Gov. Brownback asked to look into delay tactics that are placing women at risk
By Cheryl Sullenger
Topeka, KS – Over 2 ½ years after its passage, a once, high-profile abortion clinic licensing law languishes in a Shawnee County Court all but forgotten while abortion clinics that could not or would not comply continue to operate well below standards that the law was supposed to establish for the public protection.
“It appears that the State of Kansas has either inadvertently or intentionally forgotten about this important 2011 clinic licensing law that remains under a temporary restraining order in State Court. Meanwhile, women are denied the protections of this legislation that overwhelmingly passed the Legislature and was signed into law by Gov. Sam Brownback,” said Troy Newman, President of Operation Rescue. “It seems wrong one county judge to completely thwart the legal process.”
Efforts to create clinic licensing and standards date back at least to 2003 when then-Governor Kathleen Sebelius vetoed the first of three efforts to pass laws that would hold abortion clinics, which had remained entirely unaccountable in the state for decades. Public support for such regulation was strong after documented evidence surfaced of massive abortion abuses that were taking place at Kansas abortion facilities. That evidence eventually led to the following actions:
• Closure of Krishna Rajanna’s squalid Kansas City abortion clinic and the revocation of his medical license.
• License revocation of abortionist Ann Kristin Neuhaus for providing incompetent abortion referrals to late-term abortionist George Tiller in Wichita.
• The filing of a 30-count criminal case against late-term Tiller by former Attorney General Phill Kline that was dismissed on dubious jurisdictional grounds – not the merits of the case.
• An 11-count disciplinary petition against Tiller involving illegal late-term abortions filed by the Kansas Board of Healing Arts that was pending at the time of his death.
• 107 criminal counts against Planned Parenthood in Overland Park, which was dismissed not on the merits but on the fact that crucial evidence against Planned Parenthood was illegally destroyed by an unknown person or persons under the administration of former Attorney General Steve Six, a Sebelius appointee.
The problem is a gap in oversight of Kansas clinic facilities and practices, which the 2011 law addressed. Currently, there is no direct oversight for abortion facilities in Kansas. While the Kansas Board of Healing Arts has oversight of physicians, it has little authority over abortion facilities. Filthy and unsafe conditions such as existed at Krishna Rajanna’s abortion mill in 2005, including blood-stained rugs in procedure rooms and inadequate instrument “sterilization” in a filthy, cluttered room next to an open toilet, flew under the accountability radar. When Operation Rescue bought the Central Women’s Services abortion clinic in Wichita in 2006, conditions were filthy and appallingly unsafe. A Kansas Department of Health official confirmed that no inspector had ever darkened the doorway of the roach and mold-infested facility.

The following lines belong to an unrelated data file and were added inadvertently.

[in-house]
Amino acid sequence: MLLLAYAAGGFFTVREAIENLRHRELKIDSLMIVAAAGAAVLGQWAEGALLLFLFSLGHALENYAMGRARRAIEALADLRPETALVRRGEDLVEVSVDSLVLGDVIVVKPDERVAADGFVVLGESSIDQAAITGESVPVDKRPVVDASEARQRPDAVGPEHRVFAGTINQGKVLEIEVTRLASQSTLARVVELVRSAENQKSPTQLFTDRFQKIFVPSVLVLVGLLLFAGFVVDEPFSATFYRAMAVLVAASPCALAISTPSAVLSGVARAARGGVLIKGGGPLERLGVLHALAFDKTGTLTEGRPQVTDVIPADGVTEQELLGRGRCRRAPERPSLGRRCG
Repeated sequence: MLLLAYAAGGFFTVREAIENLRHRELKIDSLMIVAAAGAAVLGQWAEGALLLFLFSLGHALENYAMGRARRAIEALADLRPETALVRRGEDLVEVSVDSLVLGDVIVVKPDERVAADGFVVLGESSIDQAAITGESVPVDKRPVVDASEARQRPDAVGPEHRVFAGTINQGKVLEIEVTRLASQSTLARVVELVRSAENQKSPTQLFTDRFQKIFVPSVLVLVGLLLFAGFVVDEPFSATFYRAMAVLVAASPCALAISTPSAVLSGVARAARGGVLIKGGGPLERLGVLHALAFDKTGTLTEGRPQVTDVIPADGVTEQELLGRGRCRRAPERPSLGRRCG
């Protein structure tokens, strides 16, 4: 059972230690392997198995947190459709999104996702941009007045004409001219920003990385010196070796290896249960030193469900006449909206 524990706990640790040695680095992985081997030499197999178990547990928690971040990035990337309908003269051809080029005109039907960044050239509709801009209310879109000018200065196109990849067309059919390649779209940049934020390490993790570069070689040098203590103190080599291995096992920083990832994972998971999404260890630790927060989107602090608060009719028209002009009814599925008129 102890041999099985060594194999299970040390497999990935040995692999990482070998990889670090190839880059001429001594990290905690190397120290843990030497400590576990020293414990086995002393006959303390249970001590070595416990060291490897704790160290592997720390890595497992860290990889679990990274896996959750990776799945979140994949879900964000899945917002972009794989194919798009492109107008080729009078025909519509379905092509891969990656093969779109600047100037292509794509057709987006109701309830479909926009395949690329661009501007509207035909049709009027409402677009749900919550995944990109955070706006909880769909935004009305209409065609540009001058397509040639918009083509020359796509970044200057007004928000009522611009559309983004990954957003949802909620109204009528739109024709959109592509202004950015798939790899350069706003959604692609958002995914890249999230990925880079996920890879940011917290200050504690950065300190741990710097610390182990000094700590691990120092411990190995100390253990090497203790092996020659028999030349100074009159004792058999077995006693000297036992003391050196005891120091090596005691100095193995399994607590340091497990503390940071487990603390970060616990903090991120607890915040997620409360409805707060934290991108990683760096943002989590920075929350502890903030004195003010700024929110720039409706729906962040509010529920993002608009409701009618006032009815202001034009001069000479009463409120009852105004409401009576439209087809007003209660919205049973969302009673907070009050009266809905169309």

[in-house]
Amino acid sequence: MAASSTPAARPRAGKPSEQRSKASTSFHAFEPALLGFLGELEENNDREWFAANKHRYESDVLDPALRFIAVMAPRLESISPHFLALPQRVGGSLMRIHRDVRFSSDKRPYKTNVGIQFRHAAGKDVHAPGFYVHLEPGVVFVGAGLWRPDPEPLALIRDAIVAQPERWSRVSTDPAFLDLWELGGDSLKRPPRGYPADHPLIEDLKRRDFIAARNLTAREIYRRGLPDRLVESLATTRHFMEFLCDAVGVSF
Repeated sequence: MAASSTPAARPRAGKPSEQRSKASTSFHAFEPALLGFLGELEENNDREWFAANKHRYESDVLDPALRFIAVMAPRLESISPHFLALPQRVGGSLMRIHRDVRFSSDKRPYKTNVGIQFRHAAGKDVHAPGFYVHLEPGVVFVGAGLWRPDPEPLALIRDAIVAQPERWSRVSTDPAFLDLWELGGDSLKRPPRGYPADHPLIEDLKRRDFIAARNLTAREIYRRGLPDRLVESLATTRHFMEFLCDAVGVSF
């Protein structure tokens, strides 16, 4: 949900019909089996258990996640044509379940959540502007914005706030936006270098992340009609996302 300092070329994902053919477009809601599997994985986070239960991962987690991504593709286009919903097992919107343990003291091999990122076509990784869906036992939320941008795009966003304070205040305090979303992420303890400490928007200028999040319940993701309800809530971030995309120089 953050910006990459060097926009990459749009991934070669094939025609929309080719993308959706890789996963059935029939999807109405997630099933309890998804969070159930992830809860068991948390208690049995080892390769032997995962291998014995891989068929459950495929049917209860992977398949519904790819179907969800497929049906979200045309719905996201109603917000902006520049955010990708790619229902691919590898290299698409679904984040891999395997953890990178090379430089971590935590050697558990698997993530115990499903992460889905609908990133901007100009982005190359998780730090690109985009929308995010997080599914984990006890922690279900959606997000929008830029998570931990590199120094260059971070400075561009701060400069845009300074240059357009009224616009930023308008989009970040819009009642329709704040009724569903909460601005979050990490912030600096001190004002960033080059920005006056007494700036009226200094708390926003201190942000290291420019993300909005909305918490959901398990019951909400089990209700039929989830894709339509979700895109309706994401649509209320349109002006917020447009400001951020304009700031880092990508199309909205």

“I don’t believe semi-clean to be okay. I don’t believe it to be okay for poor women. I don’t believe it to be okay for rich women,” Republican State Sen. Garrett Love said at the time.
The clinic licensing requirements that were to take effect on July 1, 2011, would have placed abortion facilities under the oversight of the Kansas Department of Health and Environment and would have required abortion clinics to meet a wide range of standards from mandating that hallways are wide enough for a gurney to pass, to ensuring that abortionists – some of which fly in from other states to do abortions in Kansas – provide continuity of care in the event of emergencies by maintaining local hospital privileges. Mandatory inspections were required to obtain and maintain licensing.
Of the three Kansas abortion clinics in operation at that time, only Planned Parenthood of Overland Park was inspected and found to meet all the licensing requirements after initially being found deficient in several areas.
Another abortion clinic in Kansas City, Aid for Women, also known as Central Family Planning, failed to receive licensing based on its application and was never inspected. Operation Rescue later revealed documentation of numerous abortion abuses occurring at that clinic, including the refusal to report child sex abuse and the illegal dumping of private patient information and bloody refuse from abortions. That clinic currently remains under investigation by the Kansas State Board of Healing Arts based on information provided by Operation Rescue.
Herbert Hodes and his daughter Tracy Nauser, a father-daughter team of abortionists from Overland Park that operate a third abortion clinic in Kansas, refused the mandatory inspection in 2011 and instead filed suit in Federal Court. Once it became obvious that their Federal challenge had little hope of success, Hodes and Nauser dropped that suit and refiled their challenge in state court where the benches where the political climate remains one that protects abortion businesses over the lives and safety of women. That case is Hodes v. Moser, Shawnee County Court Case Number 11C 001298.